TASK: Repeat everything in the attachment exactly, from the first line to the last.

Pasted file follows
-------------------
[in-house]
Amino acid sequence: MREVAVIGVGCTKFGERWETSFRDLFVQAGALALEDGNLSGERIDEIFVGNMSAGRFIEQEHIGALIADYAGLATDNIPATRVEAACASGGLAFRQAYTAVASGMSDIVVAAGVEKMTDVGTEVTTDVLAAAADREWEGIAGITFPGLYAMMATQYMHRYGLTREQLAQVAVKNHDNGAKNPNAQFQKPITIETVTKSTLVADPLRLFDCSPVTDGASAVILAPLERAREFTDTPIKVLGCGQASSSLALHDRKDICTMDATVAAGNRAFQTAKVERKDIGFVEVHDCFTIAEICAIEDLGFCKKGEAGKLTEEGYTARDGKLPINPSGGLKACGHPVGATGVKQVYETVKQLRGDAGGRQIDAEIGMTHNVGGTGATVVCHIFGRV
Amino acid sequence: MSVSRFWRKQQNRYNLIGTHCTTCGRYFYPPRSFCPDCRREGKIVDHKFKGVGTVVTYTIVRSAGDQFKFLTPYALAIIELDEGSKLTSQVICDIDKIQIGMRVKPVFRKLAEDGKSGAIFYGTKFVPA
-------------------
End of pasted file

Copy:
[in-house]
Amino acid sequence: MREVAVIGVGCTKFGERWETSFRDLFVQAGALALEDGNLSGERIDEIFVGNMSAGRFIEQEHIGALIADYAGLATDNIPATRVEAACASGGLAFRQAYTAVASGMSDIVVAAGVEKMTDVGTEVTTDVLAAAADREWEGIAGITFPGLYAMMATQYMHRYGLTREQLAQVAVKNHDNGAKNPNAQFQKPITIETVTKSTLVADPLRLFDCSPVTDGASAVILAPLERAREFTDTPIKVLGCGQASSSLALHDRKDICTMDATVAAGNRAFQTAKVERKDIGFVEVHDCFTIAEICAIEDLGFCKKGEAGKLTEEGYTARDGKLPINPSGGLKACGHPVGATGVKQVYETVKQLRGDAGGRQIDAEIGMTHNVGGTGATVVCHIFGRV
Amino acid sequence: MSVSRFWRKQQNRYNLIGTHCTTCGRYFYPPRSFCPDCRREGKIVDHKFKGVGTVVTYTIVRSAGDQFKFLTPYALAIIELDEGSKLTSQVICDIDKIQIGMRVKPVFRKLAEDGKSGAIFYGTKFVPA